How Teens Decide What They Want to Do When They Grow Up
Throughout our childhood and adolescent years, we are often asked, "What do you want to be when you grow up?" Depending on your age and the amount of exposure you have received, your answers may have been confined to the careers you've seen glorified in your life or on TV—doctor, teacher, lawyer, nurse, police officer, firefighter. Alternatively, you may have dreamed of having a career in entertainment—singing, acting, or becoming a professional athlete. But there are many careers out there that most kids don't know even exist until they grow up. For example, how many children do you know that dream of being a marketing analyst, vice president of human resources, personal trainer, or a blacksmith? Let's change that!
I'm a junior in college aspiring to be a school counselor. I want to be the person who introduces the next generation to the variety of post-graduation opportunities available to them. I understand how complicated it can be to make this decision as a high schooler who barely knows the assortment of jobs that exist in the world. The truth is this: Post-graduate career options are endless for those preparing to receive their high school diploma; and with the support from parents, teens can feel that they truly have the power to do anything we put our mind to.
Research With an Open Mind
When my parents provided career inspiration and insight, I sometimes felt they were letting their own biases take over. I often found that when my mother would try to help me figure out what career path to take, her suggestions ultimately consisted of professions she was familiar with. She'd tell me, "I think you should look into being a lawyer." Or she would say, "Have you ever considered going into the medical field?" I know my parents just wanted what they thought would be best for me, but it was hard not to feel that their suggestions constricted my decisions. Their input, desires, and awareness of the existing job market sometimes overpowered my own considerations for my future. Instead of pointing me toward career paths that were familiar to them, I wish they did research with me to help me navigate my own journey so I could find what is best for me.
Encourage Real-Life Experience
If you asked me what I wanted to be in middle school, I would've told you that I wanted to be a lawyer. If you asked me the same question in high school, I would've told you I wanted to be a meteorologist. My first year in undergrad, I wanted to be a marketing analyst. My second year, I began to look into the human resources field. At the time, my academic advisor consistently suggested that I do an internship to dip my toe in the water and gain some exposure. I listened and accepted an internship in human resources and quickly realized I hated it. I'm glad my advisor pushed me to do an internship because it turns out that I absolutely despised the career field and overall found myself unhappy.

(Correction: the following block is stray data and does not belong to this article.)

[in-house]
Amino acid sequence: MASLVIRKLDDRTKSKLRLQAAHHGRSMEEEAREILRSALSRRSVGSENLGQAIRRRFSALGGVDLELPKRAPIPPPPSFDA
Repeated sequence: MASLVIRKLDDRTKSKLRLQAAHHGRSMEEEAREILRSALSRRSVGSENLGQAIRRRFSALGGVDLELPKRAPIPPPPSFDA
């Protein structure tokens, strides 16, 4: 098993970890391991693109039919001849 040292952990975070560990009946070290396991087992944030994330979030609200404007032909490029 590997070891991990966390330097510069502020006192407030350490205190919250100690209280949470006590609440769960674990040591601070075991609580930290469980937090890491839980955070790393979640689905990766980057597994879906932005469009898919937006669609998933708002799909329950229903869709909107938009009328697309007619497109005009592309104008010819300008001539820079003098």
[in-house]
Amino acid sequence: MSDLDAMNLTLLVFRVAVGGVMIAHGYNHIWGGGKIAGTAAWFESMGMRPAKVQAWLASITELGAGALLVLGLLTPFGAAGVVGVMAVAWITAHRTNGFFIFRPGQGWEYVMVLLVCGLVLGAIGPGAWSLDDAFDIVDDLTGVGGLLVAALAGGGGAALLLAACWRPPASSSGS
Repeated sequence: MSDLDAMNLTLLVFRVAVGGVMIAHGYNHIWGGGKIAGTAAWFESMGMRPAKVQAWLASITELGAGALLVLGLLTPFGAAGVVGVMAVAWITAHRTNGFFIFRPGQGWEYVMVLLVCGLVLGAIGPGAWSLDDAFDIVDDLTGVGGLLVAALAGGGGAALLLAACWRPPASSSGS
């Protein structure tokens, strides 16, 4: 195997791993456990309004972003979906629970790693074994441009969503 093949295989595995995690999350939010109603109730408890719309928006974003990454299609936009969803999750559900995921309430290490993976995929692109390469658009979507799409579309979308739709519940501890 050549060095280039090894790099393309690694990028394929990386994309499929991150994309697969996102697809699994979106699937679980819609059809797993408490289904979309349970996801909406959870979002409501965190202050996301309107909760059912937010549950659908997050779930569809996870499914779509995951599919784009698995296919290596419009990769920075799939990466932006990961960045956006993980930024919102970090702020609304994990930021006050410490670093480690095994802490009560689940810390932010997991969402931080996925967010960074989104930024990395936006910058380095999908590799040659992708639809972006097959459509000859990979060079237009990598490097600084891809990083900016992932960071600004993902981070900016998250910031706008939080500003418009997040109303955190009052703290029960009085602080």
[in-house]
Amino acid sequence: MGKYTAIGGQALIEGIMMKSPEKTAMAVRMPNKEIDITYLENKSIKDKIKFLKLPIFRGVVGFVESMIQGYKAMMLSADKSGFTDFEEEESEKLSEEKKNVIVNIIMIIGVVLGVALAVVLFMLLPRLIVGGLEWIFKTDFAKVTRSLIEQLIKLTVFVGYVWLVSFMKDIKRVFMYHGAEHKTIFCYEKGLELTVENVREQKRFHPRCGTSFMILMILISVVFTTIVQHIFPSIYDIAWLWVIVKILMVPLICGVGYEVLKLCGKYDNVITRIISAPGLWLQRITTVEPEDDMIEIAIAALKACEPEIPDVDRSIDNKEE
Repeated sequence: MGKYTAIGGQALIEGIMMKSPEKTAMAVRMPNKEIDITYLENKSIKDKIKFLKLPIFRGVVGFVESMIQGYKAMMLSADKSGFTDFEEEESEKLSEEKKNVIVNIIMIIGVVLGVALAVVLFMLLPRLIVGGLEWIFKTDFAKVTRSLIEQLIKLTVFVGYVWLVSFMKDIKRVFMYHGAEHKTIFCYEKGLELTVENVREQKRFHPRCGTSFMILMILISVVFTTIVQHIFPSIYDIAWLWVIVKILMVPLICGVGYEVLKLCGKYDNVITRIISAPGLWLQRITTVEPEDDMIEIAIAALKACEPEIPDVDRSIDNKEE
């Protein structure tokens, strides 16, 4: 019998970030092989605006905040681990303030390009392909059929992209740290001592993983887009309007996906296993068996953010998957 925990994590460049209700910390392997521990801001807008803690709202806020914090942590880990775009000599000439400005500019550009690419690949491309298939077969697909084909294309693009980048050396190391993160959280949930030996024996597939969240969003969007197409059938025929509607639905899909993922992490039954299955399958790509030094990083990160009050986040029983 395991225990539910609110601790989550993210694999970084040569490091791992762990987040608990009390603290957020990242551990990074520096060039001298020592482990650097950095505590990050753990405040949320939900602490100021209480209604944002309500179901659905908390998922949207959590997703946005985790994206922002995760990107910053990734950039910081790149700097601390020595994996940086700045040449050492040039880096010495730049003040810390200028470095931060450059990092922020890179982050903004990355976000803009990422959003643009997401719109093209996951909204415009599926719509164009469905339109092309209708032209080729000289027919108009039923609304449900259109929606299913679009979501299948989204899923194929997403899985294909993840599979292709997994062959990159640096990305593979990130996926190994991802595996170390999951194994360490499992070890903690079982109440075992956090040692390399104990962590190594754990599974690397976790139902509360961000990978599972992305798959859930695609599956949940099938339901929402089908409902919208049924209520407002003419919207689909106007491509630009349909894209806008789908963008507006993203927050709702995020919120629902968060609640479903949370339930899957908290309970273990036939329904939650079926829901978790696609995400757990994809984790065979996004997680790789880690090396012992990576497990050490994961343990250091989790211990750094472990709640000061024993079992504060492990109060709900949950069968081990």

Through that experience, I realized how essential school counselors are and thought of how impactful it would be to serve in that capacity. I began to shift my focus to a career that I enjoyed: the growth and development of children and youth. From there, I searched for graduate school programs, conducted research about local school districts initiatives and counseling programs, and overall deciphered how I can best make a difference in the field of education. Now I know that when I graduate from Winthrop University, I plan to get a Master's in school counseling. It took me almost a decade to align my passion with purpose and find a career path that was right for me, but what is for you will not pass you by.
Teens Need Support, Especially Now
After high school, we typically see people go onto the military, college, or the workforce. Everyone has a different experience making this decision, but what matters most is that teens start thinking about this plan long before graduation day. Parents can be supportive through this process by listening with understanding and asking thought-provoking questions. This will help your child to think a little bit deeper about what it is they are trying to accomplish. This process can feel stressful to teens, so be a cheerleader for your child!
Sometimes plans get altered and interrupted. We're seeing that now as COVID-19 continues to modify how we operate on a daily basis. The global pandemic may cause teens and families to shift their plans for a variety of reasons. These are unforeseen circumstances that are likely impacting teens' school, graduation, internship, and work plans. Help your teen understand that a canceled internship or delayed entry to the workforce does not mean they failed. Remind them that just because their original plans have shifted directions or changed as a whole, they should continue to follow their heart and make the most of their dreams, even if it's a waiting game for now.
The Bottom Line
Life is full of ups and downs, adventures and misadventures. The path to choosing what we want to do after we graduate isn't always obvious and can sometimes take years to figure out. Remind your child to take this time seriously but let them know that no one has it all figured out when they cross the graduation stage.
Brandon Jackson is a 20-year-old from Columbia, South Carolina. He is a junior at Winthrop University and is majoring in Business Administration, concentration in Human Resource Management, with the intent to go into school counseling.